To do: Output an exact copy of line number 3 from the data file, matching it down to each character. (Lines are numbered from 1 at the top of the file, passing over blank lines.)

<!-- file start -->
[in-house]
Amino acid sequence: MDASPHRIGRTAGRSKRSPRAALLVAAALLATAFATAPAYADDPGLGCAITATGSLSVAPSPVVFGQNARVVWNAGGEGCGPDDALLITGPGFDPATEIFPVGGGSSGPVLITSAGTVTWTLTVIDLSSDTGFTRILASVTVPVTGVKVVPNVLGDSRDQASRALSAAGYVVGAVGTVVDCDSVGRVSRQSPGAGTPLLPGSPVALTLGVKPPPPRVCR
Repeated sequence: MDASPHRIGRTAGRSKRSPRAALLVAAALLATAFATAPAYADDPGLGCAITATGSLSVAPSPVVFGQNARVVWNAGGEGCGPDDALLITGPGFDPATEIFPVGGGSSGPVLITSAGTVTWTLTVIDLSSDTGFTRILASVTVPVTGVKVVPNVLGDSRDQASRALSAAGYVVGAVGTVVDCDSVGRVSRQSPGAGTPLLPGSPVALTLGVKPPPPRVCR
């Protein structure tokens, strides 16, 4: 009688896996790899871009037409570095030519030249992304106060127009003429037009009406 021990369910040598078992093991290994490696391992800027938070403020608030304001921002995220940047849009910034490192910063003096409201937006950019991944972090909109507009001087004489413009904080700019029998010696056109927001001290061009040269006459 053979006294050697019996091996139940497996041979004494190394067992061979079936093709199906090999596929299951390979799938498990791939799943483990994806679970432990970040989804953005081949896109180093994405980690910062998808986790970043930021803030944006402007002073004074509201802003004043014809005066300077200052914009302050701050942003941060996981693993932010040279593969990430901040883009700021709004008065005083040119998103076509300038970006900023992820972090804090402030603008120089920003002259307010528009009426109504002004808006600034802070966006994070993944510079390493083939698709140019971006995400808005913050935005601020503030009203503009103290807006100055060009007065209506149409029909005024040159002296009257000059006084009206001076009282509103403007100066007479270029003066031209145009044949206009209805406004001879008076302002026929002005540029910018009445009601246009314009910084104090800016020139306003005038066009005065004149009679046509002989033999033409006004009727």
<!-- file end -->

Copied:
Repeated sequence: MDASPHRIGRTAGRSKRSPRAALLVAAALLATAFATAPAYADDPGLGCAITATGSLSVAPSPVVFGQNARVVWNAGGEGCGPDDALLITGPGFDPATEIFPVGGGSSGPVLITSAGTVTWTLTVIDLSSDTGFTRILASVTVPVTGVKVVPNVLGDSRDQASRALSAAGYVVGAVGTVVDCDSVGRVSRQSPGAGTPLLPGSPVALTLGVKPPPPRVCR